By Gerry Barker
From the GuelphSpeaks national file
Posted October 8, 2015
Author Rahell Raza writes in the Toronto Sun about the uproar over the demand of a potential new Canadian immigrant from Pakistan, demanding that she attend the citizenship swearing in ceremony with her face covered.
Raza is president of the Council for Muslims Facing Tomorrow and author of “Their Jihad … Not my Jihad.”
The Muslim mother, who has lived in Canada for 25 years, says she grew up In Karachi, Pakistan and never saw a woman wearing a naqib. She says in the 25 years as a Canadian, she has witnessed a steady increase of women being strangled in the “pernicious black tent.” It is portrayed to the naïve and guilt-ridden white mainstream Canadians as an “essential Islamic practice.”
Raza says the niqab and burka have nothing to do with Islam.
“They’re the political flags of the Muslim Brotherhood, ISIS, the Taliban, al-Qaida and Saudi Arabia,” she states. “ Now I learn that I not only have to fight the medieval theocratic adherents of my faith, I have to battle the Federal Court of Canada as well, which has come out on the side of these facemasks.”
Raza says that covering the face is not a religious requirement for Muslim women. The injunction in the Qur’an is for modesty for both men and women. Some Muslim women interpret this as covering their head with a scarf or chador.
She suggests that the judges in the Canadian Federal Court should be introduced to their counterpart presiding in the jihad badlands of Peshwar in Pakistan.
In 2004, Chief Justice of the Peshwar High Court, Tariq Pervaiz Khan, ordered female lawyers not to wear face veils in courtrooms, stating they couldn’t be identified, nor assist the court properly wearing the veils.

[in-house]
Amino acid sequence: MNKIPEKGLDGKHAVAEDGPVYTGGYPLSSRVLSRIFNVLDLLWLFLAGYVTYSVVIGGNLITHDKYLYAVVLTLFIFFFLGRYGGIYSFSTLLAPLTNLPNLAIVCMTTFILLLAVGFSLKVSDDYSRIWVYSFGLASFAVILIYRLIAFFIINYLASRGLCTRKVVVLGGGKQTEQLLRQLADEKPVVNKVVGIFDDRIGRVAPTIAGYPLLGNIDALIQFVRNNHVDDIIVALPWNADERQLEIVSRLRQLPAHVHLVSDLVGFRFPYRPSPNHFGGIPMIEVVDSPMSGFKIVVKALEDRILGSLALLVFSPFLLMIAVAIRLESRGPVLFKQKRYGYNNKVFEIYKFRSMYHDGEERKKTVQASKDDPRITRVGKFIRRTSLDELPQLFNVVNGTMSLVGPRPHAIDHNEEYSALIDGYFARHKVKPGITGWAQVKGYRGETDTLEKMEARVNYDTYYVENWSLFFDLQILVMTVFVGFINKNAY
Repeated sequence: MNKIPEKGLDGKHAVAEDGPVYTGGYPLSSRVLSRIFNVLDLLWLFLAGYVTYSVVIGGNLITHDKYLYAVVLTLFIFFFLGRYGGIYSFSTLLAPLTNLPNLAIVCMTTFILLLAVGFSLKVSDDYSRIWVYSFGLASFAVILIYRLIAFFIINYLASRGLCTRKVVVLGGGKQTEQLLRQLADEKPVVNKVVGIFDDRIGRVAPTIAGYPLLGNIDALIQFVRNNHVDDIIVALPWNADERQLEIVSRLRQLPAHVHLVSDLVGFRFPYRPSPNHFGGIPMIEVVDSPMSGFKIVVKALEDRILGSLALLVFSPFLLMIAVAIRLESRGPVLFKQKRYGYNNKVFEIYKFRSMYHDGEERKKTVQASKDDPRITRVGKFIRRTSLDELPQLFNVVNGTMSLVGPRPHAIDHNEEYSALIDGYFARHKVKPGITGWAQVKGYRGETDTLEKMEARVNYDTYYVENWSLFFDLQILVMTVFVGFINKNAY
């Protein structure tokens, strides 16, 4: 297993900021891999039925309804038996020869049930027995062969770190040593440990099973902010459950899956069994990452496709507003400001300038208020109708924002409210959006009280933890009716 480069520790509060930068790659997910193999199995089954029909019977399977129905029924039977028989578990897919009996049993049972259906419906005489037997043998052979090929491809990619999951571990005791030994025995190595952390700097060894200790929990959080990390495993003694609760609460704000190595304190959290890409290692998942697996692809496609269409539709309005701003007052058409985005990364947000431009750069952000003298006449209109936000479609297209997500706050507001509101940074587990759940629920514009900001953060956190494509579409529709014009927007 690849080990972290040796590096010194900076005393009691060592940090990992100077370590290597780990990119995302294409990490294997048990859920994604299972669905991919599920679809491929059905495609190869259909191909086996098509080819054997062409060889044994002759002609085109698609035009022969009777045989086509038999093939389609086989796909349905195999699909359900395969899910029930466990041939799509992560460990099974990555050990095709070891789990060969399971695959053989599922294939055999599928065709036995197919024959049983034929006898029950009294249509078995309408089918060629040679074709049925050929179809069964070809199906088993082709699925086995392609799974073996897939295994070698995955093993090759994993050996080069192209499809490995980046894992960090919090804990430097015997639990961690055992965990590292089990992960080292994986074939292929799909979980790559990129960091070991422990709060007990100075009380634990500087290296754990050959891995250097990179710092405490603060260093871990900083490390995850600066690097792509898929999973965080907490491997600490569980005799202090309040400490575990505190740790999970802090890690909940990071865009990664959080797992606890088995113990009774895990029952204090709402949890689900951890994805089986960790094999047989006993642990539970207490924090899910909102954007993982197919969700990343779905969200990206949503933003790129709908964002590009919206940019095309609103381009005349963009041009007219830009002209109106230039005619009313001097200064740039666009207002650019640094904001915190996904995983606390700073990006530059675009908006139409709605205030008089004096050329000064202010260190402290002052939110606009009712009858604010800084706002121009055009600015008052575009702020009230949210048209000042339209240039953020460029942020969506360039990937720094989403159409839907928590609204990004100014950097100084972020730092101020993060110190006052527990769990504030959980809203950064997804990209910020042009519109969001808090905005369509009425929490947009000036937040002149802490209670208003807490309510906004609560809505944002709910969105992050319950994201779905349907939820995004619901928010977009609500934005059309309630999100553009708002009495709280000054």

Islamic scholar, Professor Mohammad Qadeer of Queen’s University wrote: “In Western societies, the niqab also is a symbol of distrust for fellow citizens and a statement of self-segregation. The wearer of a face veil is conveying: I am violated if you look at me.”
These facts are indisputable that when you immigrate to Canada, you can enjoy cultural and religious freedom but under Canadian customs and responsibilities. This appears to be a personal decision by the individual that has no basis as a religious requirement.
To use the courts to pursue a choice that is not acceptable in our society is a bad start for citizenship. What this woman has succeeded in doing is making face veils a national political issue. Not yet a Canadian citizen, her demand is not a Charter of Rights and Freedoms issue.
This whole niqab issue is a distraction and damaging to our most important political election to select the new government of Canada. It has divided Canadians, deflected attention from important and vital issues that will set the country’s course for the next four years and beyond.
By demanding to cover one’s face without explanation or reason is a long way from allowing Sikhs to wear turbans.
This is multiculturalism gone wild.
Retired newspaper executive, Gerry Barker is the editor of guelphspeaks.ca, a blog commenting on community, provincial and national affairs. He may be reached at: email@example.com